With this simple tutorial we’ll construct an entrance to the computer to make it usable like an oscilloscope. We shall transform our PC into oscilloscope. An oscilloscope is maybe the most want measure instrument by all the people who like electronics. It is most wanted since it is a very expensive instrument and not all electronic fans can afford it. However, we can transform our PC to a homemade oscilloscope with the acceptable benefits.
What we are going to do is used our PC’s sound card like an entrance, and a special software to show the signals we’ll apply at the entrance.
Before we continue, we have to make one thing clear: the signals can be measured with the alternate current signals, not the direct current ones.
The reason for this can be found in our PC’s sound card (in practically all of them). In this card there is an electrolytic condenser which blocks the direct signals that we might apply at the entrance as the protection measure.
The software we are going to use will show us our PC’s monitor with an aspect of an oscilloscope.
Let’s explain it step by step:
As far as the hardware is concerned, we will be needing:
2 metres of the flexible red wire
1 metre of the flexible black wire
2 6,3 mm female jack stereo connectors
1 6,3 mm male jack stereo connector
2 red test clamps
1 black test clamp
2 100K ohms resistors
2 20K trimmers
What we are going to make are two different entrances for the line entrance of our sound card. One entrance will go without attenuation, while we’ll make a resistive divisor x 0.1 on the other.
That is to say, at the second entrance, all the signals will be 10 times attenuated. (If you don’t know how to make a voltage divider, consult our tutorial on how to do it).
In general, sound cards admit 5 volts maximum, and that is why we can’t measure any alternate signal, since that would burn the sound card. With the resistive divisor x 0.1 we can measure 10 times more, which are 50 volts, since 50x0,1=50 volts.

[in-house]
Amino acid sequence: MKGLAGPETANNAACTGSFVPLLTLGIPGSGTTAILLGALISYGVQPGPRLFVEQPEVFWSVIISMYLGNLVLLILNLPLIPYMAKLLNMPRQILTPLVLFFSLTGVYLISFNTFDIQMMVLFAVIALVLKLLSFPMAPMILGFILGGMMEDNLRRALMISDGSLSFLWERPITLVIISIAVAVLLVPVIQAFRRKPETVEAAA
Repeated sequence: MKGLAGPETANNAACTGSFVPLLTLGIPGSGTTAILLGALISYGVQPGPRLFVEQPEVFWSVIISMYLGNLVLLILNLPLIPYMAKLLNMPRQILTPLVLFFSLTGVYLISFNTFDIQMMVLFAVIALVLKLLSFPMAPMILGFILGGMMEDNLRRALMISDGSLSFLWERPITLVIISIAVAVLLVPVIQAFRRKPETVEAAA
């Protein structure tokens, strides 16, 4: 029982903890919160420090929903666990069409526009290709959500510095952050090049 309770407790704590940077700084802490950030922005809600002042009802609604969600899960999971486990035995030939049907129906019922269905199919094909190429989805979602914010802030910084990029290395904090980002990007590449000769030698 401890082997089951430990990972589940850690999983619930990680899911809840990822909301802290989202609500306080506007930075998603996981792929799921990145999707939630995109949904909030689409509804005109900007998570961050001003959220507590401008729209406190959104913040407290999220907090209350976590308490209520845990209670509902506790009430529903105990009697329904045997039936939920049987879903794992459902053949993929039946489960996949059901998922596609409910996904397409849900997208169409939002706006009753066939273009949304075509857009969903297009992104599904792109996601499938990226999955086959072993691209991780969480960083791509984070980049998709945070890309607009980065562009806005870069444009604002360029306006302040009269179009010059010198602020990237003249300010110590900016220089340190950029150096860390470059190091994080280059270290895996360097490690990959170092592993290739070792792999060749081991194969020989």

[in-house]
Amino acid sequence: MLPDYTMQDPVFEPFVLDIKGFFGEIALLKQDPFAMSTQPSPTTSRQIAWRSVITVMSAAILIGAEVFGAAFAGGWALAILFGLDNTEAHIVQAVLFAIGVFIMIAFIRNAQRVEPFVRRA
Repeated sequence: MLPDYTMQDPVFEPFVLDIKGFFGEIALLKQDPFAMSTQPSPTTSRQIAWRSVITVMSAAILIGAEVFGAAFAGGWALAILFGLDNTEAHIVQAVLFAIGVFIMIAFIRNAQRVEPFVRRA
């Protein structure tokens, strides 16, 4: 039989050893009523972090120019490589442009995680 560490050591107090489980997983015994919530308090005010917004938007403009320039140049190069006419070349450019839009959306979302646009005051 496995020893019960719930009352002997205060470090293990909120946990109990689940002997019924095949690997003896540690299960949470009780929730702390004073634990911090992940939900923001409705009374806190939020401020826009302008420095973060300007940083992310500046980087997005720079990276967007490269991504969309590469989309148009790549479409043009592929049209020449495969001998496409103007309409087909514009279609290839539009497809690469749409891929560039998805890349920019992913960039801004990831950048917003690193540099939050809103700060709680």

We can make as many entrances as we wish; in this case it would be good to replace female jack connectors with a rotary commuter which will have as many positions as many resistive dividers we want.
The scheme would look like this.
We will do the resistors’ calculation by applying the formula. (For one channel)
Being VCC/2 the exit towards our PC’s sound card (OUT-L and OUT-R) and VCC the entrance we want to measure (JACKx0,1)
If we wish to make a resistive divider which will multiply by 0,1, the values would be:
For the channel L: R1=100K y R3=11K For the channel R: R2=100K y R4=11K
Since we want the multiplication to be exact, we have to put a variable 20K resistor, and so, approximately towards the middle of the circuit (a little bit further), there will be the 11K we need.
We can make as many resistive dividers as we like. The adjustment of the trimmers, one for each channel, is quite simple.
We place an alternate power at the entrance without attenuation, and we apply the same power at the attenuated entrance, we turn the trimmer slowly until we obtain the 10 times less power.
It is highly advisable to adjust this before plugging in the line entrance to the sound card.
The box interior in the assembly phase, with the channel that leaves one entrance signal the same (x1) and the other entrance prepared to multiply x0,1. (Obviously, in a 0,1 channel there is no variable resistor).
A completed box with the connections for the PC entrance by the line, with the multiplication x 0,1 and x1. Other connections of the line out and the microphone entrance.
The probes are to be connected to a male Jack terminal. Each red cable is a channel, the black one, obviously, the ground.
A detail about connections of our probes for the oscilloscope.
You have to take into account that you can’t commute from one entrance to the other while you are doing the measures, since the connector Jack has a moment when it connects the terminals, the ground with one of the channels, which causes a short-circuit.
We always have to disconnect the measure clamp, connect the Jack to the other entrance and then put the clamp again in the place we want to measure.